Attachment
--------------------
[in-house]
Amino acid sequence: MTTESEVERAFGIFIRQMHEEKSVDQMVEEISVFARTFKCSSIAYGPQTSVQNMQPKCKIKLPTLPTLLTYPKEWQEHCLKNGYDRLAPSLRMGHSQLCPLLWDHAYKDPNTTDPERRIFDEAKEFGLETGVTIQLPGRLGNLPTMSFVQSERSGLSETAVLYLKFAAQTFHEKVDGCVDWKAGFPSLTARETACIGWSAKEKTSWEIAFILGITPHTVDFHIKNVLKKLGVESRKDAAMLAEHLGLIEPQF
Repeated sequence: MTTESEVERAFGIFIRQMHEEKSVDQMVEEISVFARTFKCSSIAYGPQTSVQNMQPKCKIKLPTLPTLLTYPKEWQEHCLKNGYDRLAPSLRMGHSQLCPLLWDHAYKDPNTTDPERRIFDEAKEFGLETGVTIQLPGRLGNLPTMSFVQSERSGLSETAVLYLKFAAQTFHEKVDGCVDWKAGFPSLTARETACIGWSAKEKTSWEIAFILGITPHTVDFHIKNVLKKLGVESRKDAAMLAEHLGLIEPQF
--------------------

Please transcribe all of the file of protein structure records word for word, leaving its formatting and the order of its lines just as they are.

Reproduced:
[in-house]
Amino acid sequence: MTTESEVERAFGIFIRQMHEEKSVDQMVEEISVFARTFKCSSIAYGPQTSVQNMQPKCKIKLPTLPTLLTYPKEWQEHCLKNGYDRLAPSLRMGHSQLCPLLWDHAYKDPNTTDPERRIFDEAKEFGLETGVTIQLPGRLGNLPTMSFVQSERSGLSETAVLYLKFAAQTFHEKVDGCVDWKAGFPSLTARETACIGWSAKEKTSWEIAFILGITPHTVDFHIKNVLKKLGVESRKDAAMLAEHLGLIEPQF
Repeated sequence: MTTESEVERAFGIFIRQMHEEKSVDQMVEEISVFARTFKCSSIAYGPQTSVQNMQPKCKIKLPTLPTLLTYPKEWQEHCLKNGYDRLAPSLRMGHSQLCPLLWDHAYKDPNTTDPERRIFDEAKEFGLETGVTIQLPGRLGNLPTMSFVQSERSGLSETAVLYLKFAAQTFHEKVDGCVDWKAGFPSLTARETACIGWSAKEKTSWEIAFILGITPHTVDFHIKNVLKKLGVESRKDAAMLAEHLGLIEPQF